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Reviewed Date: November 16, 2017
Purchasing--Bids, proposals and specifications
City's Purchase of Automotive Repairs
MTAS was asked whether the city's purchase of automotive repairs is a professional service exempt from competitive bidding required by the Municipal Purchasing Law and the city's competitive bidding policies.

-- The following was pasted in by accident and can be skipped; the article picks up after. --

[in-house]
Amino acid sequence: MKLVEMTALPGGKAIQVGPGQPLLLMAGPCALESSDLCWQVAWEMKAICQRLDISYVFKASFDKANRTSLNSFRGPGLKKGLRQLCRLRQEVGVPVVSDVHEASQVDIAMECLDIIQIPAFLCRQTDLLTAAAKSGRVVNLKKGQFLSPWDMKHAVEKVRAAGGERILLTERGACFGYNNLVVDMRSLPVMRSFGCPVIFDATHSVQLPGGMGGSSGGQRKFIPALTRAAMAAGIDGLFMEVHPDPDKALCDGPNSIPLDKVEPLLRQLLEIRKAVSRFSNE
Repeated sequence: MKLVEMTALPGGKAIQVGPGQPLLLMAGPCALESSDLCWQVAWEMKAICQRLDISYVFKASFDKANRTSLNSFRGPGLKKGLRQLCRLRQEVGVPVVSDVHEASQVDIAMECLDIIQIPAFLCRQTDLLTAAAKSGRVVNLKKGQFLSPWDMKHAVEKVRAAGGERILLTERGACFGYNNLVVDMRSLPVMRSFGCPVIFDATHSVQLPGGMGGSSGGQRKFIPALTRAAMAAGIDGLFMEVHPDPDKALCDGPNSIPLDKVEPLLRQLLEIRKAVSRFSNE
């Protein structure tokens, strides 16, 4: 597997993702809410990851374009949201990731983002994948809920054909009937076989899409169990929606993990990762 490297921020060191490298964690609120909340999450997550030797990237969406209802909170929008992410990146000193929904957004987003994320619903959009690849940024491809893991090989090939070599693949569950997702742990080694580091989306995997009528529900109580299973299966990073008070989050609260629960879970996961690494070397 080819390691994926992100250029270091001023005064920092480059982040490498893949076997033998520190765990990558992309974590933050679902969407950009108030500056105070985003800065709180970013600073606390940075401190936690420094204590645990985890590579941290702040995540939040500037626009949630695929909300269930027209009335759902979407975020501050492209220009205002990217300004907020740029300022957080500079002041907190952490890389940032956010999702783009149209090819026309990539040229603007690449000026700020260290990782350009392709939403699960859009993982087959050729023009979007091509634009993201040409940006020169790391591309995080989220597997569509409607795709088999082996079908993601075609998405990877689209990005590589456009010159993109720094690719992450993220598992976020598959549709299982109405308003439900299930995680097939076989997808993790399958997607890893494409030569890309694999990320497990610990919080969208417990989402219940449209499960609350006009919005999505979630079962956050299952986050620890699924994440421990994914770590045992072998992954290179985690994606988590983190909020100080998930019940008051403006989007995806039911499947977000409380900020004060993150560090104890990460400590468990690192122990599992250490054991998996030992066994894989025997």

Knowledgebase-City's Purchase of Automotive Repairs You have the following question: Is the city’s purchase of automotive repairs a professional service exempt from competitive bidding required by the Municipal Purchasing Law and the city’s competitive bidding policies? The answer is no. The purchase of certain professional services cannot be competitively bid under Tennessee Code Annotated, section 12-4-106, which provides that: Contracts by counties, cities, metropolitan governments, towns, utility districts and other municipal and public corporations of the state, for legal services, fiscal agent, financial advisor or advisory services, educational consultant services, and similar services by professional persons or groups of high ethical standards, shall not be based upon competitive bids, but shall be awarded on the basis of recognized competence and integrity. The prohibition against competitive bidding in this section shall not prohibit any entity enumerated from interviewing eligible persons or groups to determine the capabilities of such persons or groups. That statute clearly does not put automotive repair in the class of professional services contemplated by that statute. It expressly contemplates two kinds of professional services: 1. [L]egal services, fiscal agent services, financial advisor or advisory services, educational consultant services; 2. "[S]imilar services by professional persons or groups of high ethical standards...." Automobile repair obviously does not fit into the first category so we need not analyze it further. With respect to the second category, automobile repair is not remotely a service similar to those in the first category, and is not "performed by "professional persons or groups of high ethical standards." I hasten to add that automotive repairmen may be as ethical as any other group of businessmen, but the "persons or groups of high ethical standards" of which that provision speaks refers to persons or groups who have adopted a formal and elaborate code of professional responsibility which can legally be enforced against them. The only Tennessee case I can find on the question of what constitutes a professional service is Modjeski and Masters v. Pack, 388 S.W.2d 144 (1965). There the question was whether an engineering firm hired to determine the feasibility of bridge construction was required to comply with certain competitive bidding requirements. The Tennessee Supreme Court held that the answer was no, reasoning that engineers provide "professional service requiring special training and skill." In addressing the question of what constituted professional service, the Court turned to the test set out in 43 Am. Jur., Public Works and Contracts, section 28: As a general rule, statutory and constitutional provisions prohibiting letting of contracts by a state or by municipal subdivisions, without first advertising for bids, do not apply to contracts for professional services, such as the services of physicians or attorneys, or to contracts requiring special training and skills, such as contracts calling for the services of architects, engineers, accountants, or the like, and such contracts may be let without bids. [Emphasis is mine] Automotive repair does not meet that test. A significant number of cases in other jurisdictions on the question of what constitutes "professional services" within the meaning of various states’ competitive bidding statutes also support that conclusion.